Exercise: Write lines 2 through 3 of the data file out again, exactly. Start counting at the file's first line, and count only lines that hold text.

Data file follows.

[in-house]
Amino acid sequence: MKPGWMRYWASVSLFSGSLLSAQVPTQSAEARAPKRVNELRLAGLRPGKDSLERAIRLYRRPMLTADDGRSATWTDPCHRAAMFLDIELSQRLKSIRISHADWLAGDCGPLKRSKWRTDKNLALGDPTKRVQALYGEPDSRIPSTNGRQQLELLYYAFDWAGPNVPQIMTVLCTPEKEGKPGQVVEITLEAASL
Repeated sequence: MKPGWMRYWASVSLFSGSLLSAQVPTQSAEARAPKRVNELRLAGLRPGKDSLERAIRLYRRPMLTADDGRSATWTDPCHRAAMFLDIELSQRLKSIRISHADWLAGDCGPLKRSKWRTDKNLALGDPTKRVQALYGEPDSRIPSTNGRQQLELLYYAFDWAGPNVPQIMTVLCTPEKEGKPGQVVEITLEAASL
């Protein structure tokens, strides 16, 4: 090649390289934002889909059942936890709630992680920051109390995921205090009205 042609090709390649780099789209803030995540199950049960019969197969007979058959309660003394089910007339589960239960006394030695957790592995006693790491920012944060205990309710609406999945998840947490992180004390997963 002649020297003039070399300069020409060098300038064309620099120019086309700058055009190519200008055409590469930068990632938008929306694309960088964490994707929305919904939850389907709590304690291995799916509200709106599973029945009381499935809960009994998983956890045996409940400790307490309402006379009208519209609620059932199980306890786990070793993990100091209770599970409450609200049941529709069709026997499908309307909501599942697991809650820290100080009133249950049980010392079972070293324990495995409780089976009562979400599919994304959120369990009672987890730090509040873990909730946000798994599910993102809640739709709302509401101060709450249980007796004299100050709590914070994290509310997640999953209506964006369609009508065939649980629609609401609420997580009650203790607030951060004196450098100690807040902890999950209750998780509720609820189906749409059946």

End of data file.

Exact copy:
Amino acid sequence: MKPGWMRYWASVSLFSGSLLSAQVPTQSAEARAPKRVNELRLAGLRPGKDSLERAIRLYRRPMLTADDGRSATWTDPCHRAAMFLDIELSQRLKSIRISHADWLAGDCGPLKRSKWRTDKNLALGDPTKRVQALYGEPDSRIPSTNGRQQLELLYYAFDWAGPNVPQIMTVLCTPEKEGKPGQVVEITLEAASL
Repeated sequence: MKPGWMRYWASVSLFSGSLLSAQVPTQSAEARAPKRVNELRLAGLRPGKDSLERAIRLYRRPMLTADDGRSATWTDPCHRAAMFLDIELSQRLKSIRISHADWLAGDCGPLKRSKWRTDKNLALGDPTKRVQALYGEPDSRIPSTNGRQQLELLYYAFDWAGPNVPQIMTVLCTPEKEGKPGQVVEITLEAASL